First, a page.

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Branson 70.3 Race Report

Branson 70.3

Let’s just dispense with any intrigue: I did not get any cool pyrex (i.e., finish in the top 5 of my age group) and I did not get a spot for Vegas (i.e., qualify, by finishing high enough in my age group, for the Half-Ironman World Championship).  Those were my top two goals, in order of preference, entering the race.  Beyond those, I wanted to race as I can race and continue to push/test my fitness, especially on the run.  Given what actually happened, I think its fair to say the day was a near total failure.  At least, that’s what I want to call it.

Just like nearly every time when things go “wrong”, there is rarely one thing that causes the breakdown.  Almost always, a string of events, each innocuous by itself, compounds into something greater than the sum of its parts.  This is exactly what happened, except that the last one was BIG and clearly was the proverbial “straw that broke the camel’s back”.  While I failed to meet any of my goals, even I have to admit, there are some lessons and information to take from everything.  So, without further ado, let’s analyze the race and the pertinent events leading up to it.

In retrospect, some things that seemed totally innocuous likely played a part, albeit small, in the end of my race.

First, merely getting to Branson was a bit of a nightmare.  In order, (1) Frontier unilaterally changed my flight, having me leave the day before my originally scheduled departure, causing me to miss the new flight and forcing me to get a new one, (2) getting to the airport, United (operated by Continental) could not find my reservation, causing a twenty minute delay; they ultimately did find it and got me on my way, (3) getting through security took, no joke, nearly an hour even though it was five in the morning, (4) the check-in and security delays caused my to miss my flight out of Phoenix by TWO minutes, (5) I was rescheduled on a flight 2.5 hours later that, if I made it, would give me eight minutes to sprint through the Denver airport to catch my connection, (6) I made the flight, the only stand-by passenger to do so, (7) I sprinted FULL SPEED and got to the gate with six minutes to spare, (8) the gate agent could not find my reservation and wanted to send me to Guest Services in the main terminal (I refused to leave; she called another agent over who, after a fifteen minute search, found my reservation), and (9) I arrived in Branson, on my originally scheduled connection.  Just a little stress and energy loss associated with this ridiculousness I am thinking.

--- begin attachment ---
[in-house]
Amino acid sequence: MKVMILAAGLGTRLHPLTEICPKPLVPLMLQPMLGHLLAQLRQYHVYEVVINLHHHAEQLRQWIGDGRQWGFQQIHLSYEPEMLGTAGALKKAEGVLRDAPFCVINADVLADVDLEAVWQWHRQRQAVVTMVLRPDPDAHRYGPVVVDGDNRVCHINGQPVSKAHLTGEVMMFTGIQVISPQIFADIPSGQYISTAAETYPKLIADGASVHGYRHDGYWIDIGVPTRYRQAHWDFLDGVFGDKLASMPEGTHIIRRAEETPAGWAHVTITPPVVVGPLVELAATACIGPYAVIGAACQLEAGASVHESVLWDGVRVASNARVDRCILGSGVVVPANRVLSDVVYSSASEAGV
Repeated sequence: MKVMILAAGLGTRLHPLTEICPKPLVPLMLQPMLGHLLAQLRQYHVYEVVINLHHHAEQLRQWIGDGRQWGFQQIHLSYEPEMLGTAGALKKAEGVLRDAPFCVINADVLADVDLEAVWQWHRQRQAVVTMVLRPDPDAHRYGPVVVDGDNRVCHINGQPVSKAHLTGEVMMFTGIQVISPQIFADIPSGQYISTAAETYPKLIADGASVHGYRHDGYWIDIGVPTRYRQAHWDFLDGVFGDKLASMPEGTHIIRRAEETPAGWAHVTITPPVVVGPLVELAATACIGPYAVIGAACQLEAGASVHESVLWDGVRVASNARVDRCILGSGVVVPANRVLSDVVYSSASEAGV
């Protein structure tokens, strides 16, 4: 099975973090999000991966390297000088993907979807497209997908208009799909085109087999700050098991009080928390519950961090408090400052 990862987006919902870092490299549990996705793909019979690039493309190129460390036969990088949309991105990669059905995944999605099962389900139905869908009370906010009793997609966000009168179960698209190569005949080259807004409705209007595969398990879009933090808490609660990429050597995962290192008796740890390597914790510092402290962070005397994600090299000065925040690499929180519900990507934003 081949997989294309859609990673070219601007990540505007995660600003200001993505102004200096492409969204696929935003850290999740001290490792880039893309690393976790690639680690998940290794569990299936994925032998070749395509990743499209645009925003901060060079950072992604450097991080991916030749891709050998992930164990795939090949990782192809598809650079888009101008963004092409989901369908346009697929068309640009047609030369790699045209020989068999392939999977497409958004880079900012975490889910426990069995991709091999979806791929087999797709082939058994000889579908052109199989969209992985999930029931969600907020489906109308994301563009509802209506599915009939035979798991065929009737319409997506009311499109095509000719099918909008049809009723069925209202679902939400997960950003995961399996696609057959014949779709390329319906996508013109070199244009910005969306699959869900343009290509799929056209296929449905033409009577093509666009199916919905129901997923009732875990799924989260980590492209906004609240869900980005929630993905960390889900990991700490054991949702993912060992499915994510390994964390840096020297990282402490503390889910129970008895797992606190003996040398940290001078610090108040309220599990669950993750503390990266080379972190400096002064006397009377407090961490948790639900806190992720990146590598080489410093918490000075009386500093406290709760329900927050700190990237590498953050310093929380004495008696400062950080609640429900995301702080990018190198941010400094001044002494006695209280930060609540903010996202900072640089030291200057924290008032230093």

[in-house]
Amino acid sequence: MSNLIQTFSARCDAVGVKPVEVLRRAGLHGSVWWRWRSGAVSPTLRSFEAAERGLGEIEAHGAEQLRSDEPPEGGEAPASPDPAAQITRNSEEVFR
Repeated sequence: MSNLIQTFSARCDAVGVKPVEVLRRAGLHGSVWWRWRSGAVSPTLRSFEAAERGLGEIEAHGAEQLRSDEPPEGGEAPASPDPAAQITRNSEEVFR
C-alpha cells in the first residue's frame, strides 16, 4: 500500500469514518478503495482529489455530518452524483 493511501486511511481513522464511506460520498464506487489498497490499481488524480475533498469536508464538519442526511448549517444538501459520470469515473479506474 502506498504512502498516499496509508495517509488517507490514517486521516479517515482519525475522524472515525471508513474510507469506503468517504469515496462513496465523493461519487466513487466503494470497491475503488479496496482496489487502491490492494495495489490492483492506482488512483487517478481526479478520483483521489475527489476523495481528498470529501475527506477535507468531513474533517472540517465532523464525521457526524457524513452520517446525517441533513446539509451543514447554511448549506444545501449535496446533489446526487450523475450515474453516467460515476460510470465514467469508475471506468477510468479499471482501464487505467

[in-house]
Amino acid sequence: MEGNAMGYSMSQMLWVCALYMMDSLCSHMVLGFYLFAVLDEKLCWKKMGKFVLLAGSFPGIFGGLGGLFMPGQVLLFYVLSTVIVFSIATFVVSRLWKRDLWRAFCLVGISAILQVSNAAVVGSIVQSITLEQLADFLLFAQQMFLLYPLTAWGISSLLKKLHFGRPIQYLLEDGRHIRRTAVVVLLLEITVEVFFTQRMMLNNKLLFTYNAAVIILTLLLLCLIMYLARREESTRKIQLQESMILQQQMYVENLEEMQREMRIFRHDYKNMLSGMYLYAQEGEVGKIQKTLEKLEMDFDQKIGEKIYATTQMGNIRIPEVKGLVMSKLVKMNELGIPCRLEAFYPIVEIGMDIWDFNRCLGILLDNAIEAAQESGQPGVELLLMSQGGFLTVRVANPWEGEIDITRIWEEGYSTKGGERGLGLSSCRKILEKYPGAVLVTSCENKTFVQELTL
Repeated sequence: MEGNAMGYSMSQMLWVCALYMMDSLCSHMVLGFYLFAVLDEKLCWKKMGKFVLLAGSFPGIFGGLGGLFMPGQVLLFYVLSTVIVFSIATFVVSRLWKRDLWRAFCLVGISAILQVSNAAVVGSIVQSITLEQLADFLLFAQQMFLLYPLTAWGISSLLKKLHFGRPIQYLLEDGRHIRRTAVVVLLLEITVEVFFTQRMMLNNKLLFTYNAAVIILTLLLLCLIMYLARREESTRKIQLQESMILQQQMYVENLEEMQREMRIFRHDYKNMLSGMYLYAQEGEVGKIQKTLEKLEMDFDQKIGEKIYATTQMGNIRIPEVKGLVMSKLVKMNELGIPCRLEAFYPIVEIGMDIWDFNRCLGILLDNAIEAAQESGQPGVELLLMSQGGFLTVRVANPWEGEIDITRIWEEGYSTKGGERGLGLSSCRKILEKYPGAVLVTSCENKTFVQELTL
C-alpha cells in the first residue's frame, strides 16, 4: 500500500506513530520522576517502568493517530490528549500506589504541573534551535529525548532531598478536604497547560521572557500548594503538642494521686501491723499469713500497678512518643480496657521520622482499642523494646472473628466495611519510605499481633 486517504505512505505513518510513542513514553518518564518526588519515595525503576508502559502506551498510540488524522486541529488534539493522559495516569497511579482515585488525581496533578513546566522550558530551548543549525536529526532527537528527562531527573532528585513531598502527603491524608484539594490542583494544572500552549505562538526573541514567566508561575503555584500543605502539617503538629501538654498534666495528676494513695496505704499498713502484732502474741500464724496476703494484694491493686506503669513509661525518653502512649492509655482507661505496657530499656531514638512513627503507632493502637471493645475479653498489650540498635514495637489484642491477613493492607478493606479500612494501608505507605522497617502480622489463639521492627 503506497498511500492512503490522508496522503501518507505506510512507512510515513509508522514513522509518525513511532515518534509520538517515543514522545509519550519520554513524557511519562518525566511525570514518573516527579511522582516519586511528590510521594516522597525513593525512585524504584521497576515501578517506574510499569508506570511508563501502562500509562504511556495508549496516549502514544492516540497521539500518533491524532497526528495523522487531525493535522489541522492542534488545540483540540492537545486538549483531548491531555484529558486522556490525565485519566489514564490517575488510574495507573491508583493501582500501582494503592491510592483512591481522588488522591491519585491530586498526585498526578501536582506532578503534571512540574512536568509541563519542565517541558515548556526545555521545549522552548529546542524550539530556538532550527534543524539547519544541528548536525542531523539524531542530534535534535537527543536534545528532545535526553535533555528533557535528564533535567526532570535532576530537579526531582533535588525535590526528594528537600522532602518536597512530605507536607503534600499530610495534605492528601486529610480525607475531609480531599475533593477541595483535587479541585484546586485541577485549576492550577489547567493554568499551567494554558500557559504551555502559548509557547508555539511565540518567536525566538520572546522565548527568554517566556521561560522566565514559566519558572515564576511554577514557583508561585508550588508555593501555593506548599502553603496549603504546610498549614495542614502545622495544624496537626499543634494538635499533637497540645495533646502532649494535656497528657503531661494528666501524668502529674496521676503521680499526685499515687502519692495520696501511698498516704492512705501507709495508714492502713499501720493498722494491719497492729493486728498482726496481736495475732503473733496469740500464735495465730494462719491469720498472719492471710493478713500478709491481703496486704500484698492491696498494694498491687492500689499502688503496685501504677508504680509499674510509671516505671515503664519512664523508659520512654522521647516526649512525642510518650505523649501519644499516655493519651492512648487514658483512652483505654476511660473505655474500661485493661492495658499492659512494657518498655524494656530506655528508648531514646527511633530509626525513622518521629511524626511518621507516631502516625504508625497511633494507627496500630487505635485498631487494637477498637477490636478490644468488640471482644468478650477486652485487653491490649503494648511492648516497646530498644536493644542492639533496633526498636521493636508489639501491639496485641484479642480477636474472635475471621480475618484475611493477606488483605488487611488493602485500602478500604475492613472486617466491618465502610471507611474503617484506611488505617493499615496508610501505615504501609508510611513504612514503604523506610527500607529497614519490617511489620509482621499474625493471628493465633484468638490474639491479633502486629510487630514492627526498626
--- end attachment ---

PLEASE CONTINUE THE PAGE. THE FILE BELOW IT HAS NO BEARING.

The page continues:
Second, I probably did not eat enough the two days before the race.  Being in a new place, I was a little leery of the local “fine dining”.  It’s tough and I certainly erred on the side of lean, with salads for dinner and light fare during the day.

Third, the weather was extremely rainy.  Starting Friday evening, it rained.  Other than very brief respites, the rain never ceased until race morning.  Humidity hovered at or just below 100% all the time.  Being from the desert, that was pretty foreign.  Not necessarily an issue, just different.

Fourth, I was using caffeine in a race for the first time.  My coach and a friend of mine who’s a pro both advised me how to test in training and incorporate it into my nutrition strategy.  All signs were positive each time I tested it during training and everything seemed smooth on race day.